School administrators often view risk management as an ancillary activity to the strategic management of a school district. However, effective risk management is much more than rules and governance. The cultivation of an effective risk culture through a bottom-up engagement in risk management can drive higher morale and increase employee engagement. Oliver Wendell Holmes Jr. once said, “I would not give a fig for the simplicity on this side of complexity, but I would give my life for the simplicity on the other side of complexity.” A formal risk management process can also provide the “simplicity on the other side of complexity” by creating stronger risk intelligence and resilience within the school. The purpose of this article is to provide a process for developing an all-inclusive risk management program in a school district.
According to Goldstein, Sptiznagel, and Taleb (2009), “Because of the internet and globalization, the world has become a complex system, made up of a tangled web of relationships and other interdependent factors” (pg. 1). School districts face these complex risks on a daily basis in the form of cyber-bullying, active shooter events, and lead in water to name a few. Children have more access to information today than they ever have, and the access continues to grow. Goldstein et al. go on to explain that we often use hindsight and mistake it for foresight. A comprehensive risk management plan will allow a school to develop foresight and prepare for those risks that we have yet to face.
According to Campbell (2015), “there has been a growing awareness that rules and compliance are not enough, and increasingly, governance and leadership are cited together when discussing the ability to manage risk effectively” (p. 116). Leaders drive the risk culture of an organization by modeling expected behaviors that can enhance the risk culture. A risk management program that lacks the support of leadership is doomed to fail.
A strong risk culture can create an environment where employees feel safe to discuss risk with their supervisors. “Cultures of Silence” are usually created by leaders who do not want to hear about risk due to the difficult discussions that may follow. These cultures encourage employees to maintain silence with regards to their concerns due to the repercussions of speaking up. Open and transparent risk management practices will combat this problem and can create a school district with more resilience to risk.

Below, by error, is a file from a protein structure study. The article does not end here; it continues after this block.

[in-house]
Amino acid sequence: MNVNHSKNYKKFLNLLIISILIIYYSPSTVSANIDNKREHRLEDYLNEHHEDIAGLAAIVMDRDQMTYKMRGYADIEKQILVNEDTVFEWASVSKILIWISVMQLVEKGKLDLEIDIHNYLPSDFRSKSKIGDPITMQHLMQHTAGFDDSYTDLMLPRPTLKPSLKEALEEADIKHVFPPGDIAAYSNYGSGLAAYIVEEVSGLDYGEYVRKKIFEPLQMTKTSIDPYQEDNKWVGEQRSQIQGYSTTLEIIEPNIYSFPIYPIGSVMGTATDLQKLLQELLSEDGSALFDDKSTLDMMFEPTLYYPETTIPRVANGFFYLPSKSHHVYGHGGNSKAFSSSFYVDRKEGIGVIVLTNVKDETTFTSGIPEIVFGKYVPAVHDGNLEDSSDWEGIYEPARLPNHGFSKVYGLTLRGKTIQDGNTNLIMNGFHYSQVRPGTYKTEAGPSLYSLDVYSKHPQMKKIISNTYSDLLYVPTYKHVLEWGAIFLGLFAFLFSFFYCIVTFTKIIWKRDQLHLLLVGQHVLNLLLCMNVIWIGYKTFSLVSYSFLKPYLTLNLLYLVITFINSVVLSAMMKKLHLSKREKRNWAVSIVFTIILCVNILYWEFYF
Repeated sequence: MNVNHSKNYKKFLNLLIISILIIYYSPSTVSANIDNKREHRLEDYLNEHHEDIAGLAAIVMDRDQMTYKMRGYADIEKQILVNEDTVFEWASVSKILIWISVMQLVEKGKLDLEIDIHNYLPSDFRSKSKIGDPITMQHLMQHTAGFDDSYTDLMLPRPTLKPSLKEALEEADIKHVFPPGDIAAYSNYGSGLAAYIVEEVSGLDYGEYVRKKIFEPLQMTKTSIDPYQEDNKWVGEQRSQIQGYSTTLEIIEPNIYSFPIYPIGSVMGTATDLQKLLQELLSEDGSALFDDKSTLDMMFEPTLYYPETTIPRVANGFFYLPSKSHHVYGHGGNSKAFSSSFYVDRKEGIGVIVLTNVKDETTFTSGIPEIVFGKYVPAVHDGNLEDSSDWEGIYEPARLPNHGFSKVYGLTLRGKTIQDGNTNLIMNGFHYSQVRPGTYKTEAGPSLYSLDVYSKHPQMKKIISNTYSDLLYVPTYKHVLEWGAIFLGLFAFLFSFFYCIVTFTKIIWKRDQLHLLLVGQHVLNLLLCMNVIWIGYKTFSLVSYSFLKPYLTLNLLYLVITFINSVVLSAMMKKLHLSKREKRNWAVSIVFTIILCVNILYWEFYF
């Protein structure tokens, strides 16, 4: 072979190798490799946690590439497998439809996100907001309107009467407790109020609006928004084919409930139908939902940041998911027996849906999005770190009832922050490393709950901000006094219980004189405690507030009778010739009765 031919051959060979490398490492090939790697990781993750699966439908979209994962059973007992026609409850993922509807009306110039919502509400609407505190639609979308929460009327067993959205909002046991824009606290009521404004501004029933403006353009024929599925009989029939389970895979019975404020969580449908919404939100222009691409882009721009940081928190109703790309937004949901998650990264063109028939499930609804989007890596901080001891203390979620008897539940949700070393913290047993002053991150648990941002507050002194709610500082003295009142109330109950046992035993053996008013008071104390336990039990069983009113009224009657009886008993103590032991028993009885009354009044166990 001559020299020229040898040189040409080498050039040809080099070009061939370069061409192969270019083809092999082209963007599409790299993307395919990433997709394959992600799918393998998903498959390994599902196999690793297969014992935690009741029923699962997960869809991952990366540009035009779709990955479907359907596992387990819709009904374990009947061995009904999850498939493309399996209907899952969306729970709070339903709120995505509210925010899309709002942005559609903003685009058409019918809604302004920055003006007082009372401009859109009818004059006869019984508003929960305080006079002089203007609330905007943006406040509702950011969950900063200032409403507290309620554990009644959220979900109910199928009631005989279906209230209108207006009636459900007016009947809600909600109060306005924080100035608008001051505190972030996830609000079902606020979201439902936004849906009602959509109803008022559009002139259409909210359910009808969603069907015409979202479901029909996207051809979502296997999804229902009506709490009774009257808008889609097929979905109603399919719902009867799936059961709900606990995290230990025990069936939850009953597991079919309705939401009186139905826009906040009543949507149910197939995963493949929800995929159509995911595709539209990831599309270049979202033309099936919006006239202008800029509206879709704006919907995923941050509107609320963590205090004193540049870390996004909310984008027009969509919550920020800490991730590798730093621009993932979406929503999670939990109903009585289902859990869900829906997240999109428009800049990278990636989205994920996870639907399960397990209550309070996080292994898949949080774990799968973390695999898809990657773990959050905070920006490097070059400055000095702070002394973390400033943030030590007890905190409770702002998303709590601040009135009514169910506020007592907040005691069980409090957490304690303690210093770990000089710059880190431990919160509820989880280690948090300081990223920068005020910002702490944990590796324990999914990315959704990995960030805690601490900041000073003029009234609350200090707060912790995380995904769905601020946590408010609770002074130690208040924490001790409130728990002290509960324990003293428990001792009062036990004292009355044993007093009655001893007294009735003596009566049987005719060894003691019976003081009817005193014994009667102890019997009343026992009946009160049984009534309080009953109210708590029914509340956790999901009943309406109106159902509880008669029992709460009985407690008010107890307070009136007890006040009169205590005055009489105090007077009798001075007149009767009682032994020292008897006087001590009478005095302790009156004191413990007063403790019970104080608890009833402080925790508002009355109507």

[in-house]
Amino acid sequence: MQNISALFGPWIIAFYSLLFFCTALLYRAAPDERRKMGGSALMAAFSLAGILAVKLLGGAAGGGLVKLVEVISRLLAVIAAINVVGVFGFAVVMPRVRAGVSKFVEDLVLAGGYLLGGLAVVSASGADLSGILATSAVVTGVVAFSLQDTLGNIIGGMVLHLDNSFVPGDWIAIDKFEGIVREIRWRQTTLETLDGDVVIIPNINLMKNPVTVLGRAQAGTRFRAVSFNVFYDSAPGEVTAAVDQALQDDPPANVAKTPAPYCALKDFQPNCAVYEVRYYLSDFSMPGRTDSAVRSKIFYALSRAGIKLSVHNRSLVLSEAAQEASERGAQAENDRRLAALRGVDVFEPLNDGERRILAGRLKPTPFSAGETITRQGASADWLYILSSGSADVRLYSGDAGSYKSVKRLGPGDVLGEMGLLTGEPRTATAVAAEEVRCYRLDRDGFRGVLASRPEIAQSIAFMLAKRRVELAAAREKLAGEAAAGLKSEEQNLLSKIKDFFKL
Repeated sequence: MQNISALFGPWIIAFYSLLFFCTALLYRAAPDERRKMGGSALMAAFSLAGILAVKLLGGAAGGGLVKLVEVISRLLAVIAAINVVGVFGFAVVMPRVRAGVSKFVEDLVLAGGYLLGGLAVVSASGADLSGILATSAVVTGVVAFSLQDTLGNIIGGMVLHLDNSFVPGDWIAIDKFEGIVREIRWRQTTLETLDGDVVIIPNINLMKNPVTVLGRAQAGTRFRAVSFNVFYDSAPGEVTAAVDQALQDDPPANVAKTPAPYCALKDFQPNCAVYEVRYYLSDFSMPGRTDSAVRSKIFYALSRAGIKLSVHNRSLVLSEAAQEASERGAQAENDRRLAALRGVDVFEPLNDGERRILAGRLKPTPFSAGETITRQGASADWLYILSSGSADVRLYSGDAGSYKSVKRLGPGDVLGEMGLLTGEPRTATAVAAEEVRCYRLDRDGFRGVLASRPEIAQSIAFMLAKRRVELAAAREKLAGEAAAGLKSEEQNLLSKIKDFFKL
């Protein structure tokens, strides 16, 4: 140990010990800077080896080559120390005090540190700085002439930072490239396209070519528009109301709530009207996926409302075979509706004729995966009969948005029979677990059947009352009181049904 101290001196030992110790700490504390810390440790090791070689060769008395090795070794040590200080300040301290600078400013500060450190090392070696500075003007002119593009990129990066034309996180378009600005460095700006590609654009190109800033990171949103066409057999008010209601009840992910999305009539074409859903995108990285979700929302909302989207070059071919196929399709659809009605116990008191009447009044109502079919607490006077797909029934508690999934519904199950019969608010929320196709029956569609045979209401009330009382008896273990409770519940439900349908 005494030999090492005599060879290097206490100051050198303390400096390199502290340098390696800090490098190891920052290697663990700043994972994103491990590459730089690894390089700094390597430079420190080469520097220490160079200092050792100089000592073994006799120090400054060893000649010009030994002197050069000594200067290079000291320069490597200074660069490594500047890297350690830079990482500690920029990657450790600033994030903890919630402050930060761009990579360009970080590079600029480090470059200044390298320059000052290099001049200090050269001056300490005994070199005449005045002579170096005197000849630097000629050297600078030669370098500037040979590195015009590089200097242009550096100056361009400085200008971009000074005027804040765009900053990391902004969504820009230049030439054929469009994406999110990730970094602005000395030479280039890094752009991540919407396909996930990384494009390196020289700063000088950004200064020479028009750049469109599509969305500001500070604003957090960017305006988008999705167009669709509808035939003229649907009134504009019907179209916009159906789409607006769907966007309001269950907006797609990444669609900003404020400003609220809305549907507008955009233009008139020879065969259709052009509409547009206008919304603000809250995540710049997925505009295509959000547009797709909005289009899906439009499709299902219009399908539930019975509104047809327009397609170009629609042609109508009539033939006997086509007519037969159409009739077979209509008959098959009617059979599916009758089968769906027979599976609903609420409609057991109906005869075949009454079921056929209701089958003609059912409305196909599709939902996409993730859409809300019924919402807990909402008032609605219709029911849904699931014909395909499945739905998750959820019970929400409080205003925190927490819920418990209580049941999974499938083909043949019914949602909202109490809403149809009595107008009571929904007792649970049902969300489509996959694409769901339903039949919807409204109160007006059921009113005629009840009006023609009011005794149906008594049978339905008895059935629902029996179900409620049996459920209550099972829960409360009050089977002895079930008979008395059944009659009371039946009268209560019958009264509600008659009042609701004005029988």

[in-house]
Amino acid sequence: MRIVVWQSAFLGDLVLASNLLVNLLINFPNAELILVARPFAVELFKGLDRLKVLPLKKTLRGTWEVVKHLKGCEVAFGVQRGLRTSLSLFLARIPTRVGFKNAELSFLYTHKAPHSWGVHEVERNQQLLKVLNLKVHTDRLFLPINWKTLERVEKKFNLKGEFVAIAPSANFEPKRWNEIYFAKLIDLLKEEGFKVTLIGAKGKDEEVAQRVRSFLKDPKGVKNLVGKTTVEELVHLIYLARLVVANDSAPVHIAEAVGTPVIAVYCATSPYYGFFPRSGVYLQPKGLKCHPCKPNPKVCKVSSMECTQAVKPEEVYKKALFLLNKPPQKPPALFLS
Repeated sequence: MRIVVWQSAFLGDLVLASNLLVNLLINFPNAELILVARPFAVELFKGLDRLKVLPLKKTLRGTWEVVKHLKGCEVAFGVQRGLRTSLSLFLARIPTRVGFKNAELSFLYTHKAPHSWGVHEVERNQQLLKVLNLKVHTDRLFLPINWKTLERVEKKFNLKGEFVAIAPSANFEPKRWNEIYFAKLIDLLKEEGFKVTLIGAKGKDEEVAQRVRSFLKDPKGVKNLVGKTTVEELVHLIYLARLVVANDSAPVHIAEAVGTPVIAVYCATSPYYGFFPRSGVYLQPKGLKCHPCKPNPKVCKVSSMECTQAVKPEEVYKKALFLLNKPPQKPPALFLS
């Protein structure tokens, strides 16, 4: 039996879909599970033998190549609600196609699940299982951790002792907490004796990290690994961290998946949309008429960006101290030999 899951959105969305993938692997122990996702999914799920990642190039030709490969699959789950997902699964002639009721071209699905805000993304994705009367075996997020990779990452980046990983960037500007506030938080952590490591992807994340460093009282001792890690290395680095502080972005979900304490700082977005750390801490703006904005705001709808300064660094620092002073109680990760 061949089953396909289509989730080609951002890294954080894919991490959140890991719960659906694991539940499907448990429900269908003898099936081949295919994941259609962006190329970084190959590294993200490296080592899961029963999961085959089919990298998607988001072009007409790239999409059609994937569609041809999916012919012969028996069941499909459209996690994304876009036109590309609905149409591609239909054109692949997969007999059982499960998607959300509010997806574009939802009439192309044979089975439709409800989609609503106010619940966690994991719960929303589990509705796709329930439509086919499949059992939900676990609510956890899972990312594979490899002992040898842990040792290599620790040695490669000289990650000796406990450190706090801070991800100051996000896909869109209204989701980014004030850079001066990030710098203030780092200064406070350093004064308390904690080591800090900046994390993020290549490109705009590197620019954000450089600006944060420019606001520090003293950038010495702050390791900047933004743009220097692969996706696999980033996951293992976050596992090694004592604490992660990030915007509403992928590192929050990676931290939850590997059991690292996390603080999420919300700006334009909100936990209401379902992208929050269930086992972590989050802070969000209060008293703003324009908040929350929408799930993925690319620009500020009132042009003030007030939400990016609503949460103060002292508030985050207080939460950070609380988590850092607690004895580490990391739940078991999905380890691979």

Starting a risk management plan can appear to be a daunting task. Many organizations don’t start the process because they don’t know where to start. The best place to start is to memorialize the commitment of the leadership to the risk management program through a policy statement that is signed by the superintendent and disseminated to the entire staff. The policy statement addresses the school’s commitment to the risk management plan and encourages employees to bring forth any threats or opportunities to the school for discussion by the risk management committee without the fear of retaliation.
Before disseminating the policy statement, the district will benefit from the development of a risk committee that includes a cross-section of professionals from across the district. Avoiding a committee of “like-minded individuals” can increase the effectiveness of the committee, so strive for diversity amongst the committee. A committee comprised of individuals who are comfortable engaging in “respectful dissent” reduces the risk of group-think that may reduce the effectiveness of the committee. The committee is more effective if it is not simply the top leaders of the organization, but it includes other organizational members. It is appropriate to have a mix of both employee and management-level individuals on the committee.
There are many ways to develop an inventory of risk, but ideally, this process can be used to engage the employees of the district in the risk management process. For instance, outside experts could be used to develop the risk inventory, but a teacher may be aware of a gap in the educational process that is unique to the school district. The industry expert will not identify this risk through their process without understanding the unique aspects of the school district’s culture.